young people eating

Two thirds of consumers are already changing their diets or considering making changes to be healthier and more sustainable, according to new IGD research.

Nevertheless, consumers are also confused, with most overestimating how healthy and sustainable their diet is. These are the findings of a new report entitled Appetite for Change by the research and training charity.

Its chief executive Susan Barratt said: “The research found that while many understand the principles of a balanced diet, the reality of what they eat doesn’t reflect this, resulting in a gap between knowledge and action.

“Consumer food diaries, completed as part of IGD’s research, show that the balance of food groups people consume were not aligned with public health recommendations set out in the national dietary guidelines, The Eatwell Guide.

“Extensive studies have shown that education alone will not change behaviour, which is why we have collaborated with behaviour change experts and a wide range of stakeholders to understand how, together, we can advocate and support consumers on this journey.”

The research reveals that consumers fall into three mindsets: those who are making changes to be healthy and more sustainable, those who are considering it, and those who see no reason to change.

“Since the majority (66 per cent) of people in the UK are open to making changes to what they eat and drink, the scale of change can be phenomenal,” said Barratt.

According to the research, it is this group of people that, with the help of industry, is actively looking for products and solutions that meet their needs.

Those consumers who rate the health and sustainability of their diets as eight or more out of 10 say some of the actions they are taking include increasing their intake of plant-based foods (42 per cent), reducing their intake of meat (39 per cent) and reducing their intake of dairy (23 per cent).

While health is the primary driver for 58 per cent of consumers to make improvements to their diet, concern for the environment is growing, especially among younger consumers. Almost a quarter (22 per cent) of 18-24-year-olds are motivated by concerns about the environment to pursue a sustainable and healthy diet.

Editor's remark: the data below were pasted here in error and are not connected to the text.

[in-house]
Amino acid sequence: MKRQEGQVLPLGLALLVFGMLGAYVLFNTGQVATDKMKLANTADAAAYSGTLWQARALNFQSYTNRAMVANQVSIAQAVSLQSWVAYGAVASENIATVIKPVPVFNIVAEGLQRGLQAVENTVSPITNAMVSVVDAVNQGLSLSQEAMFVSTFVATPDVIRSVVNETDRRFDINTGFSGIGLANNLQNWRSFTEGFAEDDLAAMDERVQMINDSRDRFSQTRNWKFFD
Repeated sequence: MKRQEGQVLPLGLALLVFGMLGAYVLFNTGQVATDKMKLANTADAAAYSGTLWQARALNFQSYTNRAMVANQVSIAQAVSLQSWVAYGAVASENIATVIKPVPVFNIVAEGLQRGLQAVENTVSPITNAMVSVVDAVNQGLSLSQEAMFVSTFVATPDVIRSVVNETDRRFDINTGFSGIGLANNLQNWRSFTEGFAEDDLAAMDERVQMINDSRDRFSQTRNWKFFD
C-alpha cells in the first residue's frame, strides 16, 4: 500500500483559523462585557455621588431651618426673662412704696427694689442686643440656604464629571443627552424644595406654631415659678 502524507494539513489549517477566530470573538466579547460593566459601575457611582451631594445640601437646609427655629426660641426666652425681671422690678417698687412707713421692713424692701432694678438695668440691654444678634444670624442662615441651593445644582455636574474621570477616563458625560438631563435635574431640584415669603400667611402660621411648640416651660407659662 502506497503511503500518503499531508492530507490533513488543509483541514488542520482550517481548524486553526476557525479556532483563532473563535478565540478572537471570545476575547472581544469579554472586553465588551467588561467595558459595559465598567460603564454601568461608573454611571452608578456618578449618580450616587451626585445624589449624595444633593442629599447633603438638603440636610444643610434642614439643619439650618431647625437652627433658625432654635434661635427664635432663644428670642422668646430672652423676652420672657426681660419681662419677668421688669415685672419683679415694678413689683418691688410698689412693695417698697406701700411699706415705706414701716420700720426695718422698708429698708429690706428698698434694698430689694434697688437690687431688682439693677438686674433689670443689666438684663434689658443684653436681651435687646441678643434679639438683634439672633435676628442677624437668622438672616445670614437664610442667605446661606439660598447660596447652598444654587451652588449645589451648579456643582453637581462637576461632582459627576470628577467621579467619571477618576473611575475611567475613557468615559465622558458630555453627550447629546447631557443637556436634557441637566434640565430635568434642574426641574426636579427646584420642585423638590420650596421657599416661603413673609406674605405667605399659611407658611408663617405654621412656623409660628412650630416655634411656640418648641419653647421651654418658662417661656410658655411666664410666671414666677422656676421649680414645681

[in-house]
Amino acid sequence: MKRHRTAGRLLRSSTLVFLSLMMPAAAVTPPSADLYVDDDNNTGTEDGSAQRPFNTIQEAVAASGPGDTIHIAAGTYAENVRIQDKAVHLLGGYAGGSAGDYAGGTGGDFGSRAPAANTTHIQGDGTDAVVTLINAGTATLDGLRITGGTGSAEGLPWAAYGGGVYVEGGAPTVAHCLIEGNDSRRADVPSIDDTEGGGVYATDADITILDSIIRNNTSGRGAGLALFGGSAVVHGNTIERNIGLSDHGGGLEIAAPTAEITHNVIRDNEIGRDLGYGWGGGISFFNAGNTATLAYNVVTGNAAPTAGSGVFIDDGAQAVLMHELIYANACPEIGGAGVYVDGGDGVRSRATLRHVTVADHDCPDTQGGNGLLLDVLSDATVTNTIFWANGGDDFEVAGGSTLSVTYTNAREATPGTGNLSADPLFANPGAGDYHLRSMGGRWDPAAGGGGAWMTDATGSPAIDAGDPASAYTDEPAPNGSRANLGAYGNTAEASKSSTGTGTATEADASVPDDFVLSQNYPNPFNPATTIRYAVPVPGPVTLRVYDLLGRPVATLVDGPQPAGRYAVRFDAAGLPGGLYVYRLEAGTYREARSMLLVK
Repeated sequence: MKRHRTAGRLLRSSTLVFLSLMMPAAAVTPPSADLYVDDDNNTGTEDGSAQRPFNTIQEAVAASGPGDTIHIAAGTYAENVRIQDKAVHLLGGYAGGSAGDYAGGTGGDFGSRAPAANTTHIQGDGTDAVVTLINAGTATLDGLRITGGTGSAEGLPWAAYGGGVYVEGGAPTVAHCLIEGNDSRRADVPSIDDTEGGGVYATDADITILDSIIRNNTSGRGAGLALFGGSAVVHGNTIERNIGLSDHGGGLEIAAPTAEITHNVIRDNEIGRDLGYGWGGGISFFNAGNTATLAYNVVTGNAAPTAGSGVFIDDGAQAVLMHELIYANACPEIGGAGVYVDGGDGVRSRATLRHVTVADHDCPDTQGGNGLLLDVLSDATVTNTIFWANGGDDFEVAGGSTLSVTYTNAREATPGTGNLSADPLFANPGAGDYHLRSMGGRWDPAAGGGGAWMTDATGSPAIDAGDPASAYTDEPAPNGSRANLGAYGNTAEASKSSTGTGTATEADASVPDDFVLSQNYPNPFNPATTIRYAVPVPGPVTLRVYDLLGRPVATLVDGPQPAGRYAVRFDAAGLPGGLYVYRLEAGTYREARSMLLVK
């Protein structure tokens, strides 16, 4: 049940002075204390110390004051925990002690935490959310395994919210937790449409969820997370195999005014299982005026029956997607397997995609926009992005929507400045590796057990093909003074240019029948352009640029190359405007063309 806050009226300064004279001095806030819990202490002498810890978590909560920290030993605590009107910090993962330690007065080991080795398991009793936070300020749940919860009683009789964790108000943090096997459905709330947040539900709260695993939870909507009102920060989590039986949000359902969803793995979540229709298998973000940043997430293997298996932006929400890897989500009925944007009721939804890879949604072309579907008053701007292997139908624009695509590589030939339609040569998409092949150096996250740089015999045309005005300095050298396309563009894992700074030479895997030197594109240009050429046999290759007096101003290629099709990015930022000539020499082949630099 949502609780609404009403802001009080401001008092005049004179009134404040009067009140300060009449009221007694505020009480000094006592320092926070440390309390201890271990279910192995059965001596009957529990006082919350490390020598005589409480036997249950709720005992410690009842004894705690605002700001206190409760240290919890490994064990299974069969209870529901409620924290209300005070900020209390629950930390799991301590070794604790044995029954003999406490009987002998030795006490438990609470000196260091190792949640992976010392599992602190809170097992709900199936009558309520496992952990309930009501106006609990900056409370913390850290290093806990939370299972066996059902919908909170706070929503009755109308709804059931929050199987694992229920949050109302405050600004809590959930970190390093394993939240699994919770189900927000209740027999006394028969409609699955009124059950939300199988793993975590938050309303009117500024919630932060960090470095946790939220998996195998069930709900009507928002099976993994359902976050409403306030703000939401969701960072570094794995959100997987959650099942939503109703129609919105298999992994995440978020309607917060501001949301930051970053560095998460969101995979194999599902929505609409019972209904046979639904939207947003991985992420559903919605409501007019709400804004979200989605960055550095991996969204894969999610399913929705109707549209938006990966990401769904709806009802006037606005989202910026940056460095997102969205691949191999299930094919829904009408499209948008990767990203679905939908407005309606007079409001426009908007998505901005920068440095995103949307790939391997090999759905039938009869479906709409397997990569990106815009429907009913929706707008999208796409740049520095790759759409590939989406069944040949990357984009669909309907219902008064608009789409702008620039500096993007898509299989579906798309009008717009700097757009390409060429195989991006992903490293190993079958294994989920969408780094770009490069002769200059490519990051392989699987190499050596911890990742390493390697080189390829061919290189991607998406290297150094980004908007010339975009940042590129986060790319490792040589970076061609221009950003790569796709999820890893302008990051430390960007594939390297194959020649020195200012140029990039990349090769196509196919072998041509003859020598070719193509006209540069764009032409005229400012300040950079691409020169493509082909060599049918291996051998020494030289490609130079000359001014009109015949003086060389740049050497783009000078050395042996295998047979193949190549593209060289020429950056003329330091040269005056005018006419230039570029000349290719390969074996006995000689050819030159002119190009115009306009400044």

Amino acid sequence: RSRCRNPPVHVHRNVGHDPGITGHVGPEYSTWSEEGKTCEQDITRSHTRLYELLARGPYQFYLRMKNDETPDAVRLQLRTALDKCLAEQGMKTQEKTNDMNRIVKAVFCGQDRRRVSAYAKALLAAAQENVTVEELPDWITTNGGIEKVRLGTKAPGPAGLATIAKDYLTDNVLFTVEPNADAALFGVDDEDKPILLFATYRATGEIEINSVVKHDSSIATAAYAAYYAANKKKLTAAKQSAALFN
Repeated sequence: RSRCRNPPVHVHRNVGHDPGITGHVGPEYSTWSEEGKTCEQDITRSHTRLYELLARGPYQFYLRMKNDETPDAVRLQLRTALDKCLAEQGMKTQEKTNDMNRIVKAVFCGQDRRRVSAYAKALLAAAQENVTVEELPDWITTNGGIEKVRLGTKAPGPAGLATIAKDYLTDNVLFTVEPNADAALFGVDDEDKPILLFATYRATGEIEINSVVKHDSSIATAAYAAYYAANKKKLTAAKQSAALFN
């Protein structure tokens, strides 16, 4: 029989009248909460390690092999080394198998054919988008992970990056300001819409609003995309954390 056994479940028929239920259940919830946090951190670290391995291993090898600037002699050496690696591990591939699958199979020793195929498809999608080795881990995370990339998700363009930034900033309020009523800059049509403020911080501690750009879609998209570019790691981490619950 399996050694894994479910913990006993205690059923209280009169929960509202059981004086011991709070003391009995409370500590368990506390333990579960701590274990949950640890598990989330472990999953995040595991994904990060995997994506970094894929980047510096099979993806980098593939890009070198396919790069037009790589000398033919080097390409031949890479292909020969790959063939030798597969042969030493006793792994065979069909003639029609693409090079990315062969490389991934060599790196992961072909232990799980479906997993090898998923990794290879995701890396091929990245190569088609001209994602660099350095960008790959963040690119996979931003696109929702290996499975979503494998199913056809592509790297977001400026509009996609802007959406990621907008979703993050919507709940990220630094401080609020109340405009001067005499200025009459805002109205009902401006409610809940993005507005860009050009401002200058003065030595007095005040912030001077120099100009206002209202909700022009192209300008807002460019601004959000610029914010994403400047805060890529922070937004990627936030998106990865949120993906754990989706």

Some 41 per cent of consumers perceive healthy and sustainable eating to be more expensive, making this the biggest barrier to change.

Other barriers include liking the taste of their current diet (19 per cent), being creatures of habit (18 per cent) and the convenience of their current meal choices and the ease of cooking them (18 per cent).

IGD has identified practical steps the food and grocery industry can take to encourage behaviour change for each of the different mindsets based around five core principles:

Ease:Consumers are more likely to take smaller steps towards bigger change, for example adopting ‘meat-free Mondays’

Signposting:Retailers need to use eye-catching signs to make the right choices easy and clearly highlight the benefits of healthy and sustainable products over any perceived negatives

Placement:Positioning healthy and sustainable products in prime positions in-store, for example plant-based options next to meat options, will encourage shoppers to browse and experiment

Product:Ensure healthy and sustainable options are appealing and inspiring, so that a plant-based meat alternative becomes an easy switch, offering convenience and familiarity

Influence:Consumers are looking for inspiring ideas, using recipe cards and online influencers will help motivate and inspire

The full and summary reports are available to download